United States v. Singletary, No. 19-4381 (4th Cir. 2021)

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Justia Opinion Summary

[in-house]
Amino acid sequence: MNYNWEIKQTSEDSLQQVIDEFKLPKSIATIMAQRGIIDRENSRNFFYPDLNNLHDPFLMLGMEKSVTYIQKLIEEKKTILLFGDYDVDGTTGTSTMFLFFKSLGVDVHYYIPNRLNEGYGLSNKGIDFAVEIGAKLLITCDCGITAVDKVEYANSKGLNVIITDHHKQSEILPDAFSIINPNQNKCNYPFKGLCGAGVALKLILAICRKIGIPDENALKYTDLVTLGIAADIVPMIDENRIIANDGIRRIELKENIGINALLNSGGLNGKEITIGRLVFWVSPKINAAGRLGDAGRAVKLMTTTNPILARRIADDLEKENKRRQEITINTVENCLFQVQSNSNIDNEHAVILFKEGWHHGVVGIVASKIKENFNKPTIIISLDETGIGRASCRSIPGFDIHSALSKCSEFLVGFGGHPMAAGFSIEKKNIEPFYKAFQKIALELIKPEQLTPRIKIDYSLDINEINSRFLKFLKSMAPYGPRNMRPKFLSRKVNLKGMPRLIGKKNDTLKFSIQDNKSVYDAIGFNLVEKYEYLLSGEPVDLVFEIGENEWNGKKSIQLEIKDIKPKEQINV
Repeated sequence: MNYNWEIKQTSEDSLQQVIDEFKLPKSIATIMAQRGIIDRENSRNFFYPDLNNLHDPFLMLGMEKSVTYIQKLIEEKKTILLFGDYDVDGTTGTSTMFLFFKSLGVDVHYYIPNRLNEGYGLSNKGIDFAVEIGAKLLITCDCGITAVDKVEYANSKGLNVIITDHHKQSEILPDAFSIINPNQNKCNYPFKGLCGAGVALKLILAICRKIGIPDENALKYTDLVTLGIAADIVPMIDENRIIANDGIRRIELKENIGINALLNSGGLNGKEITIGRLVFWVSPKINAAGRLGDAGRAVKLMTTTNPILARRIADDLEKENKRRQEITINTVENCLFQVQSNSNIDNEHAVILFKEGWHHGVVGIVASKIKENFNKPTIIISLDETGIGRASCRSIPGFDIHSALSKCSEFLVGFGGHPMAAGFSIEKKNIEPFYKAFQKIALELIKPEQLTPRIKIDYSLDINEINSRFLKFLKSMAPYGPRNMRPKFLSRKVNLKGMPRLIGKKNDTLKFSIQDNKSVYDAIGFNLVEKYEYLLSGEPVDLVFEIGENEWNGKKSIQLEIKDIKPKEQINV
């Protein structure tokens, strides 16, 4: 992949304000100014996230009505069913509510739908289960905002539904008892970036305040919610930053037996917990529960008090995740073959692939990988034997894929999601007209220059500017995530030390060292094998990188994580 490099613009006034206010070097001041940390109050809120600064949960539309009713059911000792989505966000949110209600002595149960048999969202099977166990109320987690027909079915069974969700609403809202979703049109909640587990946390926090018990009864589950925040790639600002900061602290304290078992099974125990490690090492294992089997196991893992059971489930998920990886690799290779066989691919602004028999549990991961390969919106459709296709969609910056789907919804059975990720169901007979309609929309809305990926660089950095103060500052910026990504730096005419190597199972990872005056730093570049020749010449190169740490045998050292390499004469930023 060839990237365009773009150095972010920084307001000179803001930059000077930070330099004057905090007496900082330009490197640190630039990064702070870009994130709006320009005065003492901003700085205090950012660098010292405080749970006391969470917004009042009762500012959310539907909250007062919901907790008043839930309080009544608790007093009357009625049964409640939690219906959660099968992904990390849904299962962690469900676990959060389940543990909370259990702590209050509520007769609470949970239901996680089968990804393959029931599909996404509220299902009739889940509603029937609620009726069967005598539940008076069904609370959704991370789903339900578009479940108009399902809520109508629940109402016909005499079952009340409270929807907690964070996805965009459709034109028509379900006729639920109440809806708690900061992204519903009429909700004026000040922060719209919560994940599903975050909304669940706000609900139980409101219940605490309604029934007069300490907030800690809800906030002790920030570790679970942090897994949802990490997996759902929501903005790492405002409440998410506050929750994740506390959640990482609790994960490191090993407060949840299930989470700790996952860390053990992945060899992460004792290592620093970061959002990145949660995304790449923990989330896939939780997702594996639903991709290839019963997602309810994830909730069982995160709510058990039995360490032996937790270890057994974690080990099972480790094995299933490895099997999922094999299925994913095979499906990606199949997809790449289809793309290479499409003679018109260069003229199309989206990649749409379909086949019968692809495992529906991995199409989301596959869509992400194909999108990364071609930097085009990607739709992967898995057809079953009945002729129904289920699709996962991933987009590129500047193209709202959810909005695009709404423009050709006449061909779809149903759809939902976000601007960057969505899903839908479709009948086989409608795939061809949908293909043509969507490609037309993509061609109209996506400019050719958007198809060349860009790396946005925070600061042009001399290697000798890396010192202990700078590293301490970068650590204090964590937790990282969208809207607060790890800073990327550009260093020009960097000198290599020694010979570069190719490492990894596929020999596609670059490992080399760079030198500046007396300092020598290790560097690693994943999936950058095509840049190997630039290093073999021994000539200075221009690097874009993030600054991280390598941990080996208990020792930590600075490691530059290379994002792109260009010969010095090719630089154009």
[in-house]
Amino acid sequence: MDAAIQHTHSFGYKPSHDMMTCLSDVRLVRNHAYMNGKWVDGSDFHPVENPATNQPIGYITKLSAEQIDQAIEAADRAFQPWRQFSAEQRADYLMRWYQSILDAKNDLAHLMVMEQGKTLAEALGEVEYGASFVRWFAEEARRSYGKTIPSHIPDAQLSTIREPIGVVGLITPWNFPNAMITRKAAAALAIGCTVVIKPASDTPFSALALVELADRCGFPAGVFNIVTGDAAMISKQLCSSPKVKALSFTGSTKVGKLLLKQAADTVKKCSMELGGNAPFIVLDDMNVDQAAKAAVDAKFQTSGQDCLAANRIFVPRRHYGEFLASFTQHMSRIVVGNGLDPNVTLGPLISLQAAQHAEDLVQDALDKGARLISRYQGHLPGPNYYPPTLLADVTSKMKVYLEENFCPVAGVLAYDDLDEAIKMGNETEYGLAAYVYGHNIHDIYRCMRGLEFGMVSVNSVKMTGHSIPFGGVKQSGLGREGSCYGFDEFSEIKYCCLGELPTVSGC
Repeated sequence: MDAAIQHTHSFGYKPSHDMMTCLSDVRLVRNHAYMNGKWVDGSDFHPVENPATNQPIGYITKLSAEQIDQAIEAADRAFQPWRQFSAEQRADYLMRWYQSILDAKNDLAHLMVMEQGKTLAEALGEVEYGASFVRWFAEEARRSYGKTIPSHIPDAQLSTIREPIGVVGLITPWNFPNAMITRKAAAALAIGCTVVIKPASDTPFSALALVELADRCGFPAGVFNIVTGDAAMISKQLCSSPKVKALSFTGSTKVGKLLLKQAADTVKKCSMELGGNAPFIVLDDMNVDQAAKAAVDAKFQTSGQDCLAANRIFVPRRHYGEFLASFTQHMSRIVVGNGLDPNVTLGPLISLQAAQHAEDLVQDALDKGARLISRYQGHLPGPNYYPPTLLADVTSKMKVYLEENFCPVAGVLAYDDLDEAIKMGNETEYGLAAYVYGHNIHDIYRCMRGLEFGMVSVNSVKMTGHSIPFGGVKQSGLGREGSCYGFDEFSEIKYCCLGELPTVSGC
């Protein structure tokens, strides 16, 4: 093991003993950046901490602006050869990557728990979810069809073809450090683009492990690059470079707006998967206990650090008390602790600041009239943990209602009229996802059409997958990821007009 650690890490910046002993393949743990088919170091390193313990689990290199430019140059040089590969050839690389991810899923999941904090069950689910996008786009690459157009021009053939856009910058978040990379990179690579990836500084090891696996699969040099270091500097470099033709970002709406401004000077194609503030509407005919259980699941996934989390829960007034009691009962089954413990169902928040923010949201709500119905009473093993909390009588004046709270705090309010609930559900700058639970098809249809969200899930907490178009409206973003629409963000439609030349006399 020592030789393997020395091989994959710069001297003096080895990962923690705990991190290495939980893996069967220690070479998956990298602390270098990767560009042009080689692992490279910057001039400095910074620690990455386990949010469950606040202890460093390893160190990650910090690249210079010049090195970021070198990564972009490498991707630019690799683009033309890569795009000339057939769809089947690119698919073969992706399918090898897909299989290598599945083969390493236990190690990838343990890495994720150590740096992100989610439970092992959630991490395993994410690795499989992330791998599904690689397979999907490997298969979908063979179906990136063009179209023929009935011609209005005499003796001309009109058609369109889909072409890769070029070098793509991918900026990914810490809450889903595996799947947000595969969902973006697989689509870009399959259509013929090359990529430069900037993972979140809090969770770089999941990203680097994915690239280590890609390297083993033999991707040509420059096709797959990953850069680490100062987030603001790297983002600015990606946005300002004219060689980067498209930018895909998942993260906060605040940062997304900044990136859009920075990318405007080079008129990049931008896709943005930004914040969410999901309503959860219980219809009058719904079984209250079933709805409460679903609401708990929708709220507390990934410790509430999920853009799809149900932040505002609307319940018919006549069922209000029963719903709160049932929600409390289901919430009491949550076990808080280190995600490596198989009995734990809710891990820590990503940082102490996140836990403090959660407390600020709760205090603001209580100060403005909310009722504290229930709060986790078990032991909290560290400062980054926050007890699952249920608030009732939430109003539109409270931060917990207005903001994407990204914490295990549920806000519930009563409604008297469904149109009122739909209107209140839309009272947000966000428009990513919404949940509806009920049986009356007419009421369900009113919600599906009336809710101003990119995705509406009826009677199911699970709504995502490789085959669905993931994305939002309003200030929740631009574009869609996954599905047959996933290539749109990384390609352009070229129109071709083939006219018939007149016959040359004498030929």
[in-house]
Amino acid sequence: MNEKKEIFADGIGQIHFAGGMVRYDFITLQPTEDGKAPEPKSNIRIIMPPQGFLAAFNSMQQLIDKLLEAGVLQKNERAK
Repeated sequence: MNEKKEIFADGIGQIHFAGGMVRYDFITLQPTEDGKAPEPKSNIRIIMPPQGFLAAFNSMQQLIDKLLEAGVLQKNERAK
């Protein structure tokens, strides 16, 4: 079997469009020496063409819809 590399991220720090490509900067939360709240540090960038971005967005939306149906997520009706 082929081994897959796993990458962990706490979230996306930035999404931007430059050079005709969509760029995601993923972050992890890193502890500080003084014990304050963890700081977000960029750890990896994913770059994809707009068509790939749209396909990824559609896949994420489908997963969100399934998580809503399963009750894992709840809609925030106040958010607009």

The Fourth Circuit vacated defendant's 13-year sentence and 5-year term of supervised release imposed after he pleaded guilty to Hobbs Act robbery and to use of a firearm in the course of a crime of violence. The court held that two financial conditions of supervised release that appeared in defendant's written judgment were not pronounced orally by the district court during his sentencing hearing. Therefore, under the court's recent decision in United States v. Rogers, 961 F.3d 291 (4th Cir. 2020), defendant was never sentenced to those conditions. Accordingly, the court vacated the sentence and remanded for resentencing.